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Are You As Good As Your Mom?


WebMD Feature from "Good Housekeeping" Magazine

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by Hagar Scher

Are you a good mother? As good as your mom? Or are you even better?

 

We asked American women that question-now read their surprising answers. Plus, mother-daughter look-alikes and celeb memories of Mom. What's your image of the 21st-century mom? Many people might profile her this way: hardworking but harried; loving and indulgent; seeking support from friends rather than family; and feeling guilty, guilty, guilty about not doing a better job at home. That may be the conventional wisdom-but a very different picture emerged from a national survey just conducted by Good Housekeeping in partnership with ABC News Good Morning America

We interviewed 585 mothers with at least one child under age 18 at home, and the women's message was loud and clear: Parenting is hard work, but most think they're doing a good job. Many even feel they're doing better with their kids than their own moms did with them. And working-mother guilt? Save it for your seventies scrapbook-mothers with jobs, full-time or part-time, are no more likely than their at-home counterparts to feel guilty about not always being the perfect parent. Check out our findings-starting with perhaps the biggest surprise of all.

The new mother-daughter team

Of the women we polled, more than half describe their current relationship with their mother as excellent-while only a third remember being on such good terms when they were growing up. In fact, for many women, Mom has become more than just family: Half the women say they now consider her a friend.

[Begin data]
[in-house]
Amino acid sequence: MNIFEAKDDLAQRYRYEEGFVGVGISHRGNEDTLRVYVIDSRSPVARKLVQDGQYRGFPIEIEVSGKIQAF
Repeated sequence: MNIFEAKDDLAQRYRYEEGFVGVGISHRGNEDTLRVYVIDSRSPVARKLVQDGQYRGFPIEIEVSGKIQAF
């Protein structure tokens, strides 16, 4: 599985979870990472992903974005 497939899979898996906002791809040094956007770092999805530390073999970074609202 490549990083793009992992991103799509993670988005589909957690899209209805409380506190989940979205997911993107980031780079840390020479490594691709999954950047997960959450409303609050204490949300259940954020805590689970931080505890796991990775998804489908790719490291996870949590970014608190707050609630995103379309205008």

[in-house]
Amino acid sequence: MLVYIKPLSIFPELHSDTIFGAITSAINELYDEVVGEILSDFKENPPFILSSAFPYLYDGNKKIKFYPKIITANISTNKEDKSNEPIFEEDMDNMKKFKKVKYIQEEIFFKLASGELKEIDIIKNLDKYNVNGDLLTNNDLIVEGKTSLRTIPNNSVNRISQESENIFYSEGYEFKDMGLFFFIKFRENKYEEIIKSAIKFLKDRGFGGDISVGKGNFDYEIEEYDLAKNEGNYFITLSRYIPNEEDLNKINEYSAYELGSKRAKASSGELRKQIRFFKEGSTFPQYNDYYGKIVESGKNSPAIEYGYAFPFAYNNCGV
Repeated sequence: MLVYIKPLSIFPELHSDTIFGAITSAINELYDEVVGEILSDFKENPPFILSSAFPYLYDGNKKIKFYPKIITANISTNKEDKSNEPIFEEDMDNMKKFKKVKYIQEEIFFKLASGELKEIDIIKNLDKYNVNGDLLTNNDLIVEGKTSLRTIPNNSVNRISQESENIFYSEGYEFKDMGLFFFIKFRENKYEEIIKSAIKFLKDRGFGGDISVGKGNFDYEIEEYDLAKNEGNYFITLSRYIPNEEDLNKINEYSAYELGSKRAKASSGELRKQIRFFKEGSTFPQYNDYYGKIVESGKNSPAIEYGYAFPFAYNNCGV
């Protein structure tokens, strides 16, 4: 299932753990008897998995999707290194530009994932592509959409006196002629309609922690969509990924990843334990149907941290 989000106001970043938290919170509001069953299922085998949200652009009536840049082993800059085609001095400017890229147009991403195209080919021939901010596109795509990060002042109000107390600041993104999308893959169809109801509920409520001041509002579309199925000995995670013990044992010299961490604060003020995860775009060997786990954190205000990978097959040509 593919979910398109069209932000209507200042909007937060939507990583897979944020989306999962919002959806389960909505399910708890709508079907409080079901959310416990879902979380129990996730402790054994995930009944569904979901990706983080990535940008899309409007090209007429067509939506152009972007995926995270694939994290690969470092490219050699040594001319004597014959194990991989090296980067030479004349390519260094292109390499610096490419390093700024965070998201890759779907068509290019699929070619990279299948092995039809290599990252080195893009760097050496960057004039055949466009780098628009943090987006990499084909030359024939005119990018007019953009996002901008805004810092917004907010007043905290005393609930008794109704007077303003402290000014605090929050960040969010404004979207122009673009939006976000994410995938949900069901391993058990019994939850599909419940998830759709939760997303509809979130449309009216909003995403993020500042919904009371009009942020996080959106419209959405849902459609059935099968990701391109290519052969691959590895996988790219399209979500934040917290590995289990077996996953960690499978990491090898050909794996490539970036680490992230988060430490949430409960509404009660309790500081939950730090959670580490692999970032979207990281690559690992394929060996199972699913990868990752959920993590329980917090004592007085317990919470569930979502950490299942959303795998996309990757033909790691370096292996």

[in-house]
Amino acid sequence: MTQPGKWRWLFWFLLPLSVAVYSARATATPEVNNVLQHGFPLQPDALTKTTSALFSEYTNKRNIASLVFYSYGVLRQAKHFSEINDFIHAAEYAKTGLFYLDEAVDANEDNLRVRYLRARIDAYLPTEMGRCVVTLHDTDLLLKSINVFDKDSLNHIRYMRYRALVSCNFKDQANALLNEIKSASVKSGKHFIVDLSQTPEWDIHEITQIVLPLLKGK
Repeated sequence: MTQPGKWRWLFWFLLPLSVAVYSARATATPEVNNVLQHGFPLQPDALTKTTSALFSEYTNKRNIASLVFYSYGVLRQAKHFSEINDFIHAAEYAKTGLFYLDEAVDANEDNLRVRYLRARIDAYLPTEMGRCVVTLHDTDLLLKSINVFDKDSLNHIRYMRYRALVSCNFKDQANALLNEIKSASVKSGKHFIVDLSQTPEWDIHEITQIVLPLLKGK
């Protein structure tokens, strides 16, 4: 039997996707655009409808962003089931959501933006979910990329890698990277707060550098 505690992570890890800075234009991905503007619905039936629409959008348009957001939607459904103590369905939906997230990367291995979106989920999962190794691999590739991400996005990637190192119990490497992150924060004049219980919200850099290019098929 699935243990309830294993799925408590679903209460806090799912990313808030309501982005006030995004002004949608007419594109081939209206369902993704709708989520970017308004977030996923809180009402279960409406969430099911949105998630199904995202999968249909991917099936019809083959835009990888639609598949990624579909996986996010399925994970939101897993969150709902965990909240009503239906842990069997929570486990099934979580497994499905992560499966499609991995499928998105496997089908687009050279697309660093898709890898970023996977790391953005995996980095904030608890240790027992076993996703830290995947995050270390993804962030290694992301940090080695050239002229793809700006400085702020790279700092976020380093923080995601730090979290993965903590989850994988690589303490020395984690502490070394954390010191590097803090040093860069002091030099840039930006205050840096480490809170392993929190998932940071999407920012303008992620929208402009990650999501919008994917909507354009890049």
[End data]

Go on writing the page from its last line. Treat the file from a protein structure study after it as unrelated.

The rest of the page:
Maybe even a best friend. Joanne Linehan, 34, a high school teacher in Warrensburg, New York, with a two-year-old and a baby on the way, was a typical teenager who wouldn't be caught dead at the mall with Mom. But at 26, she accepted an invitation to be her mother's golf league partner. "We'd hang out afterward at the bar and talk," she recalls. "That was the first time I saw my mom as more than the lady who lived at our house and took care of us kids. I have friends from school and college, but they're just as busy as I am with family and work. So my mom is now the person I share the most with."

"Daughters seeing their mothers as confidantes and best friends is a development that's unusual in the history of humankind," says Deborah Tannen, Ph.D., a professor of linguistics at Georgetown University and the author of the best-selling You're Wearing That? Understanding Mothers and Daughters in Conversation.

Why are we seeing this new closeness right now? When women entered the workplace in force in the seventies, some experts say, they ended up living very differently than their mothers had, and a big generation gap opened up. Not so for the women we surveyed-they may find it easier to relate to their mothers as equals because 59 percent of their moms worked outside the home. Tannen believes that today's mother-daughter teams benefit from a cultural bias that values youth over age, creating a two-way street in which moms need their daughters' advice as much as the daughters need theirs.

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